Just because you’re offline doesn’t mean your computer can’t be hacked.
Although most hacking occurs over the Internet, methods ranging from the primitive to the high-tech allow dedicated hackers to access almost any computer.
By simply placing a mobile phone next to a computer and recording a high-pitched noise emitted by the vibration of its electric components, hackers can extract a key decryption code, according to research at Tel Aviv University.
This key, called RSA, is considered the de facto industry standard for the encryption of sensitive information. Cracking this key means being able to access the info.
The attack can be performed using very simple audio hardware such as a cell phone, or with more advanced microphones from up to 13 feet away. Extracting the key takes less than an hour.
Researchers also found a way of extracting the key by simply measuring the electronic output of the computer, either with wires connected to the chassis or through Ethernet or USB cables.
The humble USB stick can be a powerful weapon in the right hands.
Stuxnet, the devastating computer worm that disrupted Iranian nuclear production in 2010, was allegedly delivered by Israeli agents using a simple thumb drive, according to CBS News.
And although not technically a hack, a USB stick is also what NSA whistleblower Edward Snowden used to bring classified documents to the public.
Theoretically, a computer that’s not connected to a physical network, wireless, or Bluetooth should be completely inaccessible (a network security method known as an “air gap.”
However, in 2010, security consultant Dragos Ruiu discovered that one of his air gapped computers had been infected with a malicious software that replaced his Basic Input/Output System (BIOS), the basic software that controls hardware and loads the operating system.
Even after he removed the wireless and Bluetooth components, the malware kept reinstalling itself after being wiped. In the end, he discovered the source: high-frequency sound waves inaudible to humans.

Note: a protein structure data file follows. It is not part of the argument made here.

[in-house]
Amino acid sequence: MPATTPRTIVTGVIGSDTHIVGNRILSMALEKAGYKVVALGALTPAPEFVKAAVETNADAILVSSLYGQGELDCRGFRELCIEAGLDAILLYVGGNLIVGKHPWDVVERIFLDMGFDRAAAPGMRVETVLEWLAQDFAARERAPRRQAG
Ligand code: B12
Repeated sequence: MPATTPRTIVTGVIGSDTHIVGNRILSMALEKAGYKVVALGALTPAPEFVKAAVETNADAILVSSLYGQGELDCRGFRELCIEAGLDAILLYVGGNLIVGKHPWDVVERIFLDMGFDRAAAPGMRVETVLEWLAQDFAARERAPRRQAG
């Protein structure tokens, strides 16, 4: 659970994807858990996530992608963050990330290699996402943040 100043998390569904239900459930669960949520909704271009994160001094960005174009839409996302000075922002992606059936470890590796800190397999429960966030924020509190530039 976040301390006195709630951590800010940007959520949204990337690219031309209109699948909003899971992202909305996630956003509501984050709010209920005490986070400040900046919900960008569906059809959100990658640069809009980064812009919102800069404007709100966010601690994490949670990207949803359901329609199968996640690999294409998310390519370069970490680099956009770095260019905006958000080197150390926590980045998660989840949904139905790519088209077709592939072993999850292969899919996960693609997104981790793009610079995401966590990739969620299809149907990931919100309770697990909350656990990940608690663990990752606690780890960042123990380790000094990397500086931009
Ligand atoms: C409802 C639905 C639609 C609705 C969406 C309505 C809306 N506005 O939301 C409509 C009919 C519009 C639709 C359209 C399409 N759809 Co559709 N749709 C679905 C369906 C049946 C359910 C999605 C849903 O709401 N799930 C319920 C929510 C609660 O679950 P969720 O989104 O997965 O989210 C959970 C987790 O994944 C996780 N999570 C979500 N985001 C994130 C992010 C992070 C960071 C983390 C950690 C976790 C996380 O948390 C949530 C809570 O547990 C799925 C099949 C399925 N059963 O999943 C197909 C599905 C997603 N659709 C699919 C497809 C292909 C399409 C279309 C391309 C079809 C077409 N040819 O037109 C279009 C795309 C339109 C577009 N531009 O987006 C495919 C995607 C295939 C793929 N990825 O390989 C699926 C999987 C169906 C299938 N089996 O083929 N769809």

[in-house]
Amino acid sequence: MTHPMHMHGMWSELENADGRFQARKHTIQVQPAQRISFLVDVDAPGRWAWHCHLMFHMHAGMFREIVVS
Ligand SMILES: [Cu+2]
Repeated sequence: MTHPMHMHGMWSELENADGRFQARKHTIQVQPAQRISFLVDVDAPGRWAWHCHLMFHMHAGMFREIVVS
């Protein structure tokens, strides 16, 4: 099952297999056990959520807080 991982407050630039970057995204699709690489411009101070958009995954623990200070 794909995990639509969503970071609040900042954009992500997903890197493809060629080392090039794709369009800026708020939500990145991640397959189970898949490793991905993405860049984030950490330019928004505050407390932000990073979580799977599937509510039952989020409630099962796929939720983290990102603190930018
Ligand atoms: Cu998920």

The sound is transmitted from one device to another, using the computer’s microphone to translate sound waves into data.
While Ruiu’s claims sounded like science fiction, the method – which can transmit data from up to 64 feet away – was later proven to work by two German scientists who had been researching (pdf) the topic separately.
It’s currently not clear whether affected machines had to have been already infected with malware, for instance through a USB stick, or if the sound waves can directly infect a computer.
The virus could potentially be prevented, however, by installing a lowpass filter that blocks out high frequency sounds, the paper states.
Computer implants + radio waves
Offline hacking, big government style: The New York Times reports that by using circuit boards or USB cards inserted into certain computers, the NSA can access the machines from up to eight miles away, even when they’re not connected to the Internet.
In use since at least 2008, the technology uses radio waves transmitted from “a briefcase-size relay station that intelligence agencies can set up miles away from the target.”
Nearly 100,000 computer worldwide have been fitted with such transmission devices, on targets such as Chinese industrial spies, Mexican police and drug cartels, and European trade organizations.
There’s no evidence of its use inside the United States, however.